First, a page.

Friday, December 18, 2009


Health Care reform has been a hot topic where statistics have been used to: Abuse anecdotal math to falsify the truth and truthify falsehood.

(This is the sixth of the series on misuse of statistics. For the earlier postings, click: 1-Going to St. Ives, 2-Playing Percentages, 3-Correlation and Causation, 4-Fun with the Normal Curve, 5-Global Warming.)

In a December 2009 posting, I pointed out that the map of per capita Medicare spending by county in the US looked a lot like the political division between the "Blue Counties" (Democrats, L-Minds) and the "Red Counties" (Republicans, C-Minds).

Since counties are so numerous and therefore confusing, I used Congressional Budget Office 2004 statistics of per capita Medicare spending on a statewide basis to show that the top five Highest Spending States tended to be Blue States and the top five Lowest Spending States tended to be Red States.

(My stated purpose -agenda if you like- was to indicate that Liberals consume an outsized share of the common pot of health care resources, as compared to Conservatives who take a smaller piece of the pie per capita.)

The figure above shows the CBO bar graph that orders the states by raw Medicare Spending per capita, from lowest (Utah) at the top to highest (Massachusetts) at the bottom. The box on the right is a magnification of the top and bottom of the bar graph. As indicated, the lowest spending states have consumed $4,000 to $4,800 per beneficiary. The highest spending states consumed $6,300 to $6,700 per capita. [Click on figure for a larger version.]

I consider the above to be a good, clear use of statistics. The bar graph, however, is a bit misleading. Notice that the horzontal axis does not start at $0, but rather at $3,500, which is visually misleading because it seems to show that the highest spending states consume over twice as much as the lowest spending. Actually, they consume only about 150% as much.

Lesson Learned: When viewing graphs, be very suspicious when the axes do not start at zero.

In a comment, Howard* provided a link to Hopson and Rettenmaier (NCPA) that, it seemed to him, "... finds high cost states are Louisiana, Maryland, Oklahoma, Texas, Kansas, and low cost states are New York, Vermont, New Mexico, Virginia, Iowa. That’s closer to the opposite correlation."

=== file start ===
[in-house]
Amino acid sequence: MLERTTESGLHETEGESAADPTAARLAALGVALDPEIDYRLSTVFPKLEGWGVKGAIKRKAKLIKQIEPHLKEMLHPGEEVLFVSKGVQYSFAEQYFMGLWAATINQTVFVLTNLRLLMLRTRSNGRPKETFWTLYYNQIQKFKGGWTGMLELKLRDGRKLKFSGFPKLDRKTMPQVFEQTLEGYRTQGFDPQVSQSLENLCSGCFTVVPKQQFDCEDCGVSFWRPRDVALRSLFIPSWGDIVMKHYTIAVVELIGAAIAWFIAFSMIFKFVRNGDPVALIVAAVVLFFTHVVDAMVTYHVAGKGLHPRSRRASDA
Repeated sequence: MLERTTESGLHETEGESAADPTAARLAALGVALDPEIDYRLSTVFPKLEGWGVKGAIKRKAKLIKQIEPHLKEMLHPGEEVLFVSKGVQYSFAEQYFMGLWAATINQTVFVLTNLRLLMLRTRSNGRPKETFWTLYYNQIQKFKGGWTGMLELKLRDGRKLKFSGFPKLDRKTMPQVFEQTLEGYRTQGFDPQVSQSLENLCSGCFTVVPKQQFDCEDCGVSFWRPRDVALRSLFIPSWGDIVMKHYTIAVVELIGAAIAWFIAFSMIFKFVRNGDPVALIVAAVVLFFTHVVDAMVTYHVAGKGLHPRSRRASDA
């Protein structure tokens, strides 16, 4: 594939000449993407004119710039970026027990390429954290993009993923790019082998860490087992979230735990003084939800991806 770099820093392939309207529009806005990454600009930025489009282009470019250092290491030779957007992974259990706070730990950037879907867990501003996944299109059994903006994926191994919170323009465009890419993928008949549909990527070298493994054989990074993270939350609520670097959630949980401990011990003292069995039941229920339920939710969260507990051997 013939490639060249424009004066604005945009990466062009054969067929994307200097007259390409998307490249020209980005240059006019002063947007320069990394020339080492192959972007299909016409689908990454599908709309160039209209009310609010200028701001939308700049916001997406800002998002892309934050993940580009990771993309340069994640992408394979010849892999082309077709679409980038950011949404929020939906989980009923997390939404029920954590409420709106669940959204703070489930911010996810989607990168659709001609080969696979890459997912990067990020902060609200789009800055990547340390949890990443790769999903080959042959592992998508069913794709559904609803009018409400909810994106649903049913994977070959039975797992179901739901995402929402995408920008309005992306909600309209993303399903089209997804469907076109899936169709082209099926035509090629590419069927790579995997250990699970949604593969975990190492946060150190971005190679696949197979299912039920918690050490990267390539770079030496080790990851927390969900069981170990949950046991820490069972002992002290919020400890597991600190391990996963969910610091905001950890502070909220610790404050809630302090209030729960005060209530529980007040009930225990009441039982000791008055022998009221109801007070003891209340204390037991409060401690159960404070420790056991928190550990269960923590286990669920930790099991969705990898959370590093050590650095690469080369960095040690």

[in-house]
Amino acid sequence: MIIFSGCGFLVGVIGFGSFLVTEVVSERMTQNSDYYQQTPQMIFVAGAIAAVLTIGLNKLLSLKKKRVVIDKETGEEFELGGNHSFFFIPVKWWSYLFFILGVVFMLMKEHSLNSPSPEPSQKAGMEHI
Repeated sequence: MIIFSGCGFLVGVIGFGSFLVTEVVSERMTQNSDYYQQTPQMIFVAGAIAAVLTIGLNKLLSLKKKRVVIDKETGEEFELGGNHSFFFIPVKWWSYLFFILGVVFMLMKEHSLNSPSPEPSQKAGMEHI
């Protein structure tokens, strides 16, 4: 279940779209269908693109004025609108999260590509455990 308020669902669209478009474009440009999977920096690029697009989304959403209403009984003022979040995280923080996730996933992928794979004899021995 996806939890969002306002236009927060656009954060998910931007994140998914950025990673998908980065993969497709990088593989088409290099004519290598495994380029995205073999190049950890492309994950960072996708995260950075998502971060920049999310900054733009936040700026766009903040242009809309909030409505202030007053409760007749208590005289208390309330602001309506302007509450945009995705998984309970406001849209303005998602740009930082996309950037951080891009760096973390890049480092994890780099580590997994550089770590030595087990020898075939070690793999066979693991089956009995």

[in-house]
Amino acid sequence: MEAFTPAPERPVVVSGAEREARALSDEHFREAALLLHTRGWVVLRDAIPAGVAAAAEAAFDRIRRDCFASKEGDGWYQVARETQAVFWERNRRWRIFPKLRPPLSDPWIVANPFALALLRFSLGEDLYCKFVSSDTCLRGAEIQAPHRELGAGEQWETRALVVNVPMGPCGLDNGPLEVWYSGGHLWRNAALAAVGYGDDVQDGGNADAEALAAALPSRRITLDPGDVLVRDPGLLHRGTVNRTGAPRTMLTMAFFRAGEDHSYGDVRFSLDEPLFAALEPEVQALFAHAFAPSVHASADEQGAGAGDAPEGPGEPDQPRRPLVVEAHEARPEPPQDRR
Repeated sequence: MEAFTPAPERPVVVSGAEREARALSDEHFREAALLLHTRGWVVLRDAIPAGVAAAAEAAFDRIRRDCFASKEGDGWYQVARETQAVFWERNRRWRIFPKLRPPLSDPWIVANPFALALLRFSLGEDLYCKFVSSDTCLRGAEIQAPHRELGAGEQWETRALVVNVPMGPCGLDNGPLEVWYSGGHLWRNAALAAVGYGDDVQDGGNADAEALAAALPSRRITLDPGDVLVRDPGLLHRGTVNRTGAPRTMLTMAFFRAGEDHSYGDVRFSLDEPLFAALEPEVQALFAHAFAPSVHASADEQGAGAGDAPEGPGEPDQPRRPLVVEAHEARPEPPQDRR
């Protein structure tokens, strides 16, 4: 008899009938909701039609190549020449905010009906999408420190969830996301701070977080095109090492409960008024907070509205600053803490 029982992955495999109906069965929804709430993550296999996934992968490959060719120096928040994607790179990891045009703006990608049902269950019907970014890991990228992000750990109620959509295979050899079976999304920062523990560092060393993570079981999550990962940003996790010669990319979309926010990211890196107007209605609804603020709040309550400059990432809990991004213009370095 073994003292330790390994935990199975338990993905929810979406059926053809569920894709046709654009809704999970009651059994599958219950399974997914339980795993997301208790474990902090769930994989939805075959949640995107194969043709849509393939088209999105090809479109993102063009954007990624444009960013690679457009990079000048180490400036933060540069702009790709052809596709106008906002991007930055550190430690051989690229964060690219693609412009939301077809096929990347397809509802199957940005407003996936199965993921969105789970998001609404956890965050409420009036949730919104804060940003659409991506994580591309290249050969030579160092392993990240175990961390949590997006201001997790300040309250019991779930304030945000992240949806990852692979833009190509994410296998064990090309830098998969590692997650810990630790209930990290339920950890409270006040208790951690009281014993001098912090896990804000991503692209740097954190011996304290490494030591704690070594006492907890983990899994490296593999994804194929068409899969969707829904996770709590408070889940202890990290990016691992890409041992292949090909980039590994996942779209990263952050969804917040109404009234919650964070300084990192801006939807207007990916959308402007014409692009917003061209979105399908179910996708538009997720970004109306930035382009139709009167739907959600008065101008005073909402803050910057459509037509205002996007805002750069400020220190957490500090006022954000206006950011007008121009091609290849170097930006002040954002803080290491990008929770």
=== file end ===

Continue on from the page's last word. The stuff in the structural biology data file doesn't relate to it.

Indeed, on page 37 of NPCA, as shown in the figure below, they do identify the ten states listed by Howard as the five "Low-Cost States" and five "High-Cost States". The NCPA study is based on the exact same Medicare data from 2004/2005. What is going on??? [Click on figure for a larger version.]

The figure above uses the CBO bar graph and shows that the NCPA list does not match at all. New York for example, is listed as a "Low-Cost State" by NCPA but, acording to the CBO bar graph, it is the third highest cost! Texas, on the other hand, that is sixth on the CBO list, indicating low cost, is listed as a "High-Cost State" by NCPA! Yikes!

Part of the answer is in the caption of the NCPA Table VII: "Summary of High- and Low-Cost States After Adjusting for Observable County Differences" Oh, this is not raw data but it has been ADJUSTED.

OK, how was it adjusted? That is not obvious without reading the whole report. They have taken the following into account: "Percent Black", Percent Hispanic", "Percent Female". Each of these factors tend to lean heavily Democratic in their voting patterns, indicating they tend to be L-Minds.

So, NCPA has adjusted the data to reduce the apparent costs in states with Democratic constituencies and effectively increase the apparent costs in states with Republican consitituencies. (Of course NCPA would say they are adjusting for clear patterns of medical need. Blacks, Hispanics and Females seem to need - or at least consume- more medical care than Males and non-Minorities on a per capita basis.)

The above adjustment could be described as reasonable and scientific. Some identifiable groups do need more health care for good reasons that are not their fault. However, NCPA has done some other adjusting that is totally absurd, tricky, and non-scientific. Read on!

Notice the header on the second column: "% of Counties in the Top Quintile". They have treated counties equally even though they vary greatly in population!

For example, I was born in Kings County (Brooklyn, NY) which has a population of 2,556,598. My professional life was spent in Tioga County (Newark Valley and Apalachin, NY) which has a population of 50,171. So, in computing that New York is a "Low-Cost State" they count Kings County and Tioga County equally, even though the ratio of their populations is over 50 to 1 !!!

Comparisons of spending for government programs should always be done based on the per capita statistics. CBO compares states and counties on a per capita basis. NCPA clearly has an agenda because they figure "Low-Spending States" on the basis of the percentage of counties in the highest and lowest quintiles. What a crock!

That is like a "50/50 Horse and Rabbit Stew, one Horse and one Rabbit".